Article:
Skylar Mays: B-
Of all of the players who’ve gotten more of an opportunity without the stars in the lineup, Skylar Mays is easily the most surprising. He was picked up from the G League a few weeks ago, and in that time, Mays has taken his opportunity by the reigns and made the most of his minutes in the NBA.
Mays is averaging 17 points and 7 assists at point guard for the Blazers, riding a major hot streak to some stunning performances against Memphis and Sacramento. He’s shown the type of quickness, shot-making, and overall offensive talent to stick around in the league, whether with Portland or elsewhere.
Despite Mays’ talent level and production, it may be hard for him to make a dent in the rotation for the Blazers next year. They already have Lillard and Simons at guard, leaving only some mop-up minutes for Mays which, after his recent streak, may be below his level of production for the roles that he could play in the NBA.
Trendon Watford: A-
For most of the Lillard era in Portland, the role of bench forward has been one of the least fruitful for the team to draft. Whether Greg Brown III, Reggie Perry, Derrick Jones Jr., Skal Labissiere, or many others, the team has been unable to draft or acquire a young forward that it can develop off of the bench.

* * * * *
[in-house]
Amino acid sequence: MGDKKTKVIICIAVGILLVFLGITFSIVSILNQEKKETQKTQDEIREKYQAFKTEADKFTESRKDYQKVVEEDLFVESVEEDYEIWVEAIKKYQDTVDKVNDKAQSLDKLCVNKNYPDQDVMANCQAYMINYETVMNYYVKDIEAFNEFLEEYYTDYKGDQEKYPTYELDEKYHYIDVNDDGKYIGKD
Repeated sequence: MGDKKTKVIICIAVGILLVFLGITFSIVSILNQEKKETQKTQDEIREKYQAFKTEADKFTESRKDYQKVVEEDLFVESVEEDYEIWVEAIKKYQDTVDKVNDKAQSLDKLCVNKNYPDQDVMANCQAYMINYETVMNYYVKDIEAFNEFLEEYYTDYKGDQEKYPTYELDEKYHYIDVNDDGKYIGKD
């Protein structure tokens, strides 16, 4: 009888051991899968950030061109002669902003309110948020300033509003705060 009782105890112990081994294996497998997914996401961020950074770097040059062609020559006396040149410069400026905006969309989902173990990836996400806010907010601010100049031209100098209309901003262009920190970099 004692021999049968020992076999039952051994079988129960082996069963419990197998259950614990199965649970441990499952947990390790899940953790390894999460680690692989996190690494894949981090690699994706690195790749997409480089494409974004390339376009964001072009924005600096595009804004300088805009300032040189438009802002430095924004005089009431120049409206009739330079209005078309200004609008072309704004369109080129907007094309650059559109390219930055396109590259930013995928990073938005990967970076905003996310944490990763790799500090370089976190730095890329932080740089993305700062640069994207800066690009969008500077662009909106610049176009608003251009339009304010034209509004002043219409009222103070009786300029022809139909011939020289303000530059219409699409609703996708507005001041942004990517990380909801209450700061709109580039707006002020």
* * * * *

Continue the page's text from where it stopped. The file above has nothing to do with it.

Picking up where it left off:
Until recently, Trendon Watford existed in that same space. He had a lot of upside as a point forward with good physical tools, but he could never put it all together.
In Grant’s absence, though, Watford has stormed into a new role by averaging double digits on good shooting efficiency.
Watford will need to expand his range further out to the 3-point line and continue to shoot well from the field to capitalize on this momentum, but compared to how he looked a few months ago, Watford has taken full advantage of his extra minutes to establish himself as what should be a lock for some kind of role off the Blazers’ bench next year.